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Rad rigs: Papa Smurf


Words by Andrew Middleton. Pictures by various

These days cars have become so refined, so clean, so sterile that they often fail to stir the soul. We forget that beneath their svelte exteriors, beats a hot, steel heart which roars with percussive fury. Manufacturers have become too good at distancing us from this controlled chaos, cocooning us in air-conditioned solitude; as the world whooshes by, we remain unaware of the mechanical symphony playing out inches away.

But this was not the case in decades past. Then, vehicles came alive when you turned the key, revealing complex characters and faults, seductive in their imperfection. Take a look in Grahame Burchell’s garage, for example. Beneath flickering neon lights stand vehicles which are almost members of his family, each with its own story and intimate memories. Unlike modern machines, these motor vehicles have developed real character, which comes to life only with age, experience, sweat and blood.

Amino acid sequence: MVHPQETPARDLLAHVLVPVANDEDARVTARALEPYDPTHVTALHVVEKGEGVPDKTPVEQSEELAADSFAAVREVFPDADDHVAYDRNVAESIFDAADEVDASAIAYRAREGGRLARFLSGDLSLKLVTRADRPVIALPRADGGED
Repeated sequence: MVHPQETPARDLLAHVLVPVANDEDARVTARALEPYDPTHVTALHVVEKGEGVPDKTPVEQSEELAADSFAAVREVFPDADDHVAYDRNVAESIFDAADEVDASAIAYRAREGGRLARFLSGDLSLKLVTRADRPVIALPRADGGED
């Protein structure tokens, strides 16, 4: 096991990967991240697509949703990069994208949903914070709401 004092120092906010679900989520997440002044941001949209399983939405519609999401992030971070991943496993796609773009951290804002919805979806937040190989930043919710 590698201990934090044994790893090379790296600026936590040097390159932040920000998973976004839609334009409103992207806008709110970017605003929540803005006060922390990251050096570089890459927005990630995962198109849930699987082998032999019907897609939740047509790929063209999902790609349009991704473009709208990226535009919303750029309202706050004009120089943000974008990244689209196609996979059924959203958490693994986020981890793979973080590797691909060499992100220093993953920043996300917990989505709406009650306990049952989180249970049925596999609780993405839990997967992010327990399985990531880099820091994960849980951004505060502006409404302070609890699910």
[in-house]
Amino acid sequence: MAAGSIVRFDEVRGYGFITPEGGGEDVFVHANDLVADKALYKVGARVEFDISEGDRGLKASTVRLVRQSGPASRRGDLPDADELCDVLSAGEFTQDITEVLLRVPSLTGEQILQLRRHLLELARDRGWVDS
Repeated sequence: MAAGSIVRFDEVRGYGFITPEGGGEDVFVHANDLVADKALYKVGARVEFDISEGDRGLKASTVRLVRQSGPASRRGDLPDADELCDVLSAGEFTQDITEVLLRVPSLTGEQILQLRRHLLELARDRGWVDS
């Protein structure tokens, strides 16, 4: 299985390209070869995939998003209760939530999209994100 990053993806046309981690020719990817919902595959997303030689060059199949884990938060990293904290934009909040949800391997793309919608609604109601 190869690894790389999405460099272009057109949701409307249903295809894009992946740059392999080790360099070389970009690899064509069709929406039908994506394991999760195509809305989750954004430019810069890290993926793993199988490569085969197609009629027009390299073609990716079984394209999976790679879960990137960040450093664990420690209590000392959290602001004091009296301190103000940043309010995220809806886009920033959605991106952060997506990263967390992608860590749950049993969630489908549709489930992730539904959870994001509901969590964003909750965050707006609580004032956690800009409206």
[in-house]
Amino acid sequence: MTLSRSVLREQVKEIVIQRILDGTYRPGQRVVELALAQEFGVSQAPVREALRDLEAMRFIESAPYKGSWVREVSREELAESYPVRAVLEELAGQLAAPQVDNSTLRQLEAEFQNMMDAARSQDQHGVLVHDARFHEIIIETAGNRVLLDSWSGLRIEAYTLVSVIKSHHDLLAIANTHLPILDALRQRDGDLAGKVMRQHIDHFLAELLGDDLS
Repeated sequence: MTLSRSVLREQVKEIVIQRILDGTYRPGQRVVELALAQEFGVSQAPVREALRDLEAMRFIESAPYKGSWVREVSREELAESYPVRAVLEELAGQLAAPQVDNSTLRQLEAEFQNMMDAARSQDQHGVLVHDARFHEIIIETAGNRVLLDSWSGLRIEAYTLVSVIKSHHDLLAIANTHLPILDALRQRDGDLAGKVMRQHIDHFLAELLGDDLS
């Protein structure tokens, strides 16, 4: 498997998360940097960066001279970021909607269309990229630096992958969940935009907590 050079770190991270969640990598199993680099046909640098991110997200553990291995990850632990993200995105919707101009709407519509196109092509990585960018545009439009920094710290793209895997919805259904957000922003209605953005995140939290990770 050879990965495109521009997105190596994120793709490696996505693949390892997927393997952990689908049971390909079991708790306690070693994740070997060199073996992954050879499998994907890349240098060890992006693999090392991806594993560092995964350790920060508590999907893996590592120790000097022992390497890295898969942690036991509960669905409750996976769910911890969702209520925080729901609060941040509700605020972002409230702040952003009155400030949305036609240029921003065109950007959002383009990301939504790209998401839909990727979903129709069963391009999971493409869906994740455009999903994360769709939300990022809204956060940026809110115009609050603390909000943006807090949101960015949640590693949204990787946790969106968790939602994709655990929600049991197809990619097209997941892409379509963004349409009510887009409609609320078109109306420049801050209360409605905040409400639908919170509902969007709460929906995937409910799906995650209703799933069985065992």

But even amongst this line-up of six Land Cruisers, one stands out: Smurf, a 1983 BJ40. She’s Grahame’s weekend love. “She’s too rough and hard for my wife,” Graham says with a grin. “Smurf is for weekend escapes with the boys.” This old girl is no show queen; you can tell that she’s used hard. There are dings in the paint and dents on the diffs, proud scars of a lifetime of hard work.

Smurf has been a solid workhorse since the early 80s, when she was first imported into Lesotho by the UN to transport vital supplies to impoverished and remote mountain regions. Working as a mechanical pack donkey, she made sure that thousands of people received regular healthy meals. After years of this telling work, the old girl was very rough around the edges and in serious need of some TLC. It was Stuart Baillie of Baillie’s Off-Road who happened upon the baby-blue Cruiser rusting gently in the hills, and decided to rescue it. He did, restoring and keeping it for his personal use until 2008, when Grahame Burchell got his hands on her.

It was a whirlwind romance and a quick marriage. Grahame heard of an old BJ40 on sale while he was at a Land Cruiser Club meet. He made a shotgun decision – flying to Johannesburg the very next morning to have a peek. The old Cruiser ran well and looked fairly decent, and that was enough for Grahame. He bought it on the spot and set off on the three day trek to his home in Cape Town. Of course, it would have been rude to make this first trip on the tar, so Graham and his dear wife explored the road less travelled, passing through Kimberly and running alongside the N1 for much of the way.

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